Best of 2012: US Open Cup final the fans' vote for Moment of the Year

When we here at closed up the ranks to vote on the Best of 2012 awards, we knew we couldn't due the series justice without opening up the biggest award to the fans. So we left the Moment of the Year up to the voters and, after two weeks of voting and 20 different memorable moments from the year that was, we have a winner.

New media editor Andrew Wiebe breaks down what fans voted as the Moment of the Year: Sporting Kansas City's win over the Seattle Sounders in the US Open Cup. Nearly 27 percent of the the fans who voted cast their ballot for the USOC final, comfortably topping the return of Seattle's Steve Zakauni (21 percent) and the Sounders-Timbers match in October that drew more than 67,000 fans to CenturyLink Field (20 percent). Other nominees included the MLS All-Stars' win over Chelsea and Chris Wondolowski's MLS record-tying 27th goal in the regular-season finale.

From a neutral perspective, it was the best the bracket could churn out: two of MLS’ brightest with a history of last-gasp finishes butting heads for the right to lift the Lamar Hunt trophy underneath a confetti shower.

The Seattle Sounders were out of their comfort zone, playing for the cup on the road in a hostile environment that mirrored their own back home. Meanwhile, Sporting Kansas City, clearly the dominant team in the East, were looking for some silverware to fully cement their rise from league afterthought to MLS 2.0 case study.

And although the game itself didn’t exactly demand a place in the history books – eight shots on target, 35 fouls and no goals through 84 minutes – the late-arriving drama in the final minutes of regulation and the ensuing penalty-kick shootout more than made up for any dour moments.

It should come as no surprise, then, that the US Open Cup final between Kansas City and Seattle is 2012’s Moment of the Year. Via an online vote, the fans made their voices heard, just as they did on August 8 at Livestrong Sporting Park in a memorable final that ended the Sounders’ hopes for a four-peat and allowed Sporting KC to paint the wall for the first time under their new moniker.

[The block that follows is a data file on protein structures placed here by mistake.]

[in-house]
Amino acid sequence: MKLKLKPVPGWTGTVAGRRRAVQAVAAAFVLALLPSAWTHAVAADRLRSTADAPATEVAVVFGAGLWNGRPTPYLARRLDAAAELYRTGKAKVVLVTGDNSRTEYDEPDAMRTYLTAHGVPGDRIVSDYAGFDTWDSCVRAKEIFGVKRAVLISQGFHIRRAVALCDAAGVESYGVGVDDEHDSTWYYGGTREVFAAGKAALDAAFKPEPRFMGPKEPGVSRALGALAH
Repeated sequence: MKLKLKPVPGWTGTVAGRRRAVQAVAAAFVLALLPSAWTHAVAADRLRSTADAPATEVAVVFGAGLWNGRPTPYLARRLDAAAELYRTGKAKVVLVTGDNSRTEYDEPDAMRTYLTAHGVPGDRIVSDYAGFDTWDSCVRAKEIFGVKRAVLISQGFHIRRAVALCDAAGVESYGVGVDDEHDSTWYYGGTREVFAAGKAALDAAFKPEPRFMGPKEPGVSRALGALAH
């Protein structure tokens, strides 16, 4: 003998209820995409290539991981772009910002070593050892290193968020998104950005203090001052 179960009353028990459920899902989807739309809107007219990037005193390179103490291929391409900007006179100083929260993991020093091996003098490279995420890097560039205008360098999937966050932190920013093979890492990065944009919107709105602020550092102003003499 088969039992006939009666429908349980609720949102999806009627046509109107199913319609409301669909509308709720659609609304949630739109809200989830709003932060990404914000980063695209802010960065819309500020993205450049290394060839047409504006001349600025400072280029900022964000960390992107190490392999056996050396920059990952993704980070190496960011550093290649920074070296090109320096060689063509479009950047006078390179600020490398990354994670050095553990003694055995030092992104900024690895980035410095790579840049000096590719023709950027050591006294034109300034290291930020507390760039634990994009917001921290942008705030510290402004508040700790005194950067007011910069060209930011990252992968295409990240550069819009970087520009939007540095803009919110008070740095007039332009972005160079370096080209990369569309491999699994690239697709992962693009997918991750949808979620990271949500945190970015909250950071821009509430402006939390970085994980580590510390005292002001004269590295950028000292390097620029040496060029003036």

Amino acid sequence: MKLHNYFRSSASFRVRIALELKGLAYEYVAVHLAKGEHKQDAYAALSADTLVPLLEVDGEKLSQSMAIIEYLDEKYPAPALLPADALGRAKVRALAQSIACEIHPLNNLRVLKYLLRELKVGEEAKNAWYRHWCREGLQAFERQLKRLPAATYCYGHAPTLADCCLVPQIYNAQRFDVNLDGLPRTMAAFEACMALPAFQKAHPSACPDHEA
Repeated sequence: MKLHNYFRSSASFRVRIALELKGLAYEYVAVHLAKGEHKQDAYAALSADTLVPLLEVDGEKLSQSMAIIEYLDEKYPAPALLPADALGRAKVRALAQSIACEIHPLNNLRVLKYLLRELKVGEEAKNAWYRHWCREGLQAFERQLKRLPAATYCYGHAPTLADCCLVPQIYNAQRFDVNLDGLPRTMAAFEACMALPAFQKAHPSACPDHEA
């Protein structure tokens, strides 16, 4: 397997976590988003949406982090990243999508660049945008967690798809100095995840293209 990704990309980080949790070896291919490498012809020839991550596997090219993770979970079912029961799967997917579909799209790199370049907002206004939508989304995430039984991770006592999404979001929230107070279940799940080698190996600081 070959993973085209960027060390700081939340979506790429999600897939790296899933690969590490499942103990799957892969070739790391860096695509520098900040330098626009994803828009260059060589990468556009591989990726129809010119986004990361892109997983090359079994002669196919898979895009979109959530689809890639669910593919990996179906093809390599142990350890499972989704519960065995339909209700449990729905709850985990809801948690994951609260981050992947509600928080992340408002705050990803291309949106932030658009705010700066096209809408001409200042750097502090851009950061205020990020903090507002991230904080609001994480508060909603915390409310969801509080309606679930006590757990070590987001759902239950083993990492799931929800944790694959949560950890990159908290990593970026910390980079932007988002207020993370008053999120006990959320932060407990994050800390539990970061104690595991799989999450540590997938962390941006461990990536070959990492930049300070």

Before the game even started, however, the enormity of the occasion was reinforced by two of the league’s most passionate fanbases going tit for tat in a thunderstorm that soaked those in the stands and delayed the game by 45 minutes. And when the teams finally came out for their final preparations, a picturesque scene awaited them, a rainbow spanning the LSP roof with history just minutes from being made.

Of course, the game started slowly, with neither team truly capable to breaking down the other as two of MLS’ best defenses kept play bogged down in the midfield. Eddie Johnson was a terror in his return to Kansas City and Kei Kamara had a deflected shot slam off the crossbar, but chances were slow in coming – that is until a wild final five minutes that saw the game’s only regulation goals.

The first came when Teal Bunbury’s cross deflected off Seattle defender Zach Scott’s arm in the 84th minute, forcing referee Ricardo Salazar to award a PK that Kamara dutifully stroked home. Just two minute later, though, Scott exacted payback, nodding Mauro Rosales’ free kick inside the post to send the game to extratime.

And while neither team could muster much of anything in the 30-minute, winner-take-all period, the shootout that followed remained in the news cycle days after it had concluded.

Through five attempts, the teams were locked at 2-2, with Seattle just an Osvaldo Alonso conversion away from taking control with two chances left for either side.

But Alonso sent his attempt into orbit after some mind games from SKC ‘keeper Jimmy Nielsen. Then Graham Zusi’s audacious chip missed the frame as well, and Nielsen dove to push away Christian Tiffert’s weak effort, setting the stage for Paulo Nagamura and Eddie Johnson to decide matters.

Nagamura, perhaps a bit overwhelmed by the occasion, couldn’t beat Gspurning (right), as the Seattle netminder dove to his left to give the Sounders an advantage it appeared would seal their fourth straight title. Of course, appearances are often deceiving, and Salazar immediately called for the kick to be re-taken, with the Austrian judged to have left his line early.

In dramatic fashion, the Brazilian placed the ball on the spot for a second time and began his approach. This time, though, the ball found its way into the back of the net, shifting the pressure to Johnson.

It was simply too much. With Nielsen once again doing his best to crack the former Kansas City striker’s concentration, Johnson nearly sent his attempt out of the stadium, igniting wild celebrations on the field and in the stands as Sporting took home the first trophy of 2012.

Fair result? The Sounders certainly didn’t think so, but the trophy stayed in Kansas City, Nielsen painted the wall and another MLS rivalry saw even more fuel added to an already flourishing fire.

The 2012 Moment of the Year? With the help of 18,863 fans in Kansas City, no doubt.